Mowery Silica Safety Tips

Written By: Mike Monaco, Safety Director

Crystalline silica is a mineral commonly found in many naturally occurring materials that are used in construction. Examples include sand, concrete, stone and mortar. These materials are essential to construction, but health hazards for workers begin to emerge when silica particles become “respirable” meaning able to be breathed in. Exposure to respirable crystalline silica can cause lung cancer, silicosis, autoimmune disorder and even kidney disease. 

Respirable crystalline silica is generated by high-energy operations such as cutting, grinding, crushing or drilling. Generally, when dust is visible from these activities there is potential for workers exposure. To combat the health risks and hazards associated with silica exposure in construction, the U.S. Occupational Safety and Health Administration (OSHA) developed a Respirable Crystalline Silica standard – 29 CFR 1926.1153. The standard requires employers to limit worker exposure and provides specific methods by which to do so. Enforcement began in September 2017.

Under this new standard, employers have the option of following a pre-determined table of engineering and administrative controls or conducting air sampling to ensure silica levels are kept below the permitted maximum levels. Engineering controls work to eliminate or effectively reduce the exposure at its source. These controls include the use of vacuum collection systems or integrated water delivery systems in order to control dust. If exposure levels cannot be effectively controlled, the employer must implement a respiratory protection program. 

Many employers initially ask why workers can’t simply wear respirators all the time, assuming this is the simplest method of protection. To that, OSHA offers this explanation:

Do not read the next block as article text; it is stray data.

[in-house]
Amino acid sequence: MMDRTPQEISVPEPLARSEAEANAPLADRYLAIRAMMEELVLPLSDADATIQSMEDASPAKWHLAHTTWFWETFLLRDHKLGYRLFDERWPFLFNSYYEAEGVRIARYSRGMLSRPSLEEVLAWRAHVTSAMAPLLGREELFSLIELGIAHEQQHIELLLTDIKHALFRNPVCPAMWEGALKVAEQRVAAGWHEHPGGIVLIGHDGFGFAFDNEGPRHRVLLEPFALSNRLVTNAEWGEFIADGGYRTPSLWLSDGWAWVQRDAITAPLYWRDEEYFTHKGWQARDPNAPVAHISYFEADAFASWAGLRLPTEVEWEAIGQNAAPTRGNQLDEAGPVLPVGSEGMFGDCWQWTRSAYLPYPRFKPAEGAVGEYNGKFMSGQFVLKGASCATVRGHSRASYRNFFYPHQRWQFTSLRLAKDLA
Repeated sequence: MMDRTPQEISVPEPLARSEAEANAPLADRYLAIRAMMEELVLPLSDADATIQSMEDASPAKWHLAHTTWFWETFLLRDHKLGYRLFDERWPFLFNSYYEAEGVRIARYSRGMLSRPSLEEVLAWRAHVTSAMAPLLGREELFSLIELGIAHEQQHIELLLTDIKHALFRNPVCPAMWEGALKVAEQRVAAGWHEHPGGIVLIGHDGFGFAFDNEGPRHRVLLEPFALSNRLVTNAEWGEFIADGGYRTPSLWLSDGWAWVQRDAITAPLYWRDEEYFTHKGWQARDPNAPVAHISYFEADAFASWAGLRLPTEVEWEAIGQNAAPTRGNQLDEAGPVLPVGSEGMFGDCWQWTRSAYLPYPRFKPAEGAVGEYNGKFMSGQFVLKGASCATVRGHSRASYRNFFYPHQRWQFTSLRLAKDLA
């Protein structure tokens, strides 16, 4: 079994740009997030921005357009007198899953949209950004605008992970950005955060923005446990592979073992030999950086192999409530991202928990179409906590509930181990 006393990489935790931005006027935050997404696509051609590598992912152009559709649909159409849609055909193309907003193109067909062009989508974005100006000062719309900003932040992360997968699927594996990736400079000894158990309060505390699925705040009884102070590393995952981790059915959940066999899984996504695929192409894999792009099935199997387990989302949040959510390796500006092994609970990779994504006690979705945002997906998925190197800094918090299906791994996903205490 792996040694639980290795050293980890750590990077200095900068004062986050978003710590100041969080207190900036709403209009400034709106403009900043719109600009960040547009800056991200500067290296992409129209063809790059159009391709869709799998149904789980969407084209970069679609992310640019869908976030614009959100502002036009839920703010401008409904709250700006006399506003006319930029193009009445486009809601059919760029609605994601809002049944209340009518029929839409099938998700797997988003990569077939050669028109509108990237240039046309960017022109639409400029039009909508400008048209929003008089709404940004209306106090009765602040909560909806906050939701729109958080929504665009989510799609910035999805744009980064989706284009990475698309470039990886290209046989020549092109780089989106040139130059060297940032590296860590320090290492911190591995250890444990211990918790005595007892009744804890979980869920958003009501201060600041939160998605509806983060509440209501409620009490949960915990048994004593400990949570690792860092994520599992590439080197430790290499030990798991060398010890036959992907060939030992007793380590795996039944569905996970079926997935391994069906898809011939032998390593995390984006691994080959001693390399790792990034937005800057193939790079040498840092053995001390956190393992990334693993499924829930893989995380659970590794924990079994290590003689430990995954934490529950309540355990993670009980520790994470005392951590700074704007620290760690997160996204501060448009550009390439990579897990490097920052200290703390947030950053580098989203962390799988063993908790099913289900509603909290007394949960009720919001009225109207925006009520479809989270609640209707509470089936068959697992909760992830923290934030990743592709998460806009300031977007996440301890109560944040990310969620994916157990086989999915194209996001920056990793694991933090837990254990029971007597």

“Respirators are not as protective as engineering controls, and they aren’t always as practical either. Unless respirators are selected for each worker, individually fitted and periodically refitted, and regularly maintained, and unless filters and other parts are replaced as necessary, workers will continue to be exposed to silica. In many cases, workers using only respirators would also have to wear more extensive and expensive protection. Even when respirators are selected, fitted, and maintained correctly, they must be worn consistently and correctly by workers to be effective. Respirators can also be uncomfortable, especially in hot weather, and cannot be used by some workers.”

As with any hazard exposure, the best solution is found with engineering controls rather than reliance on personal protective equipment alone. Virtually all major tool manufacturers have responded by introducing product lines with dust containment features, lessening the challenge of compliance and keeping workers safer from the hazards of respirable crystalline silica. 


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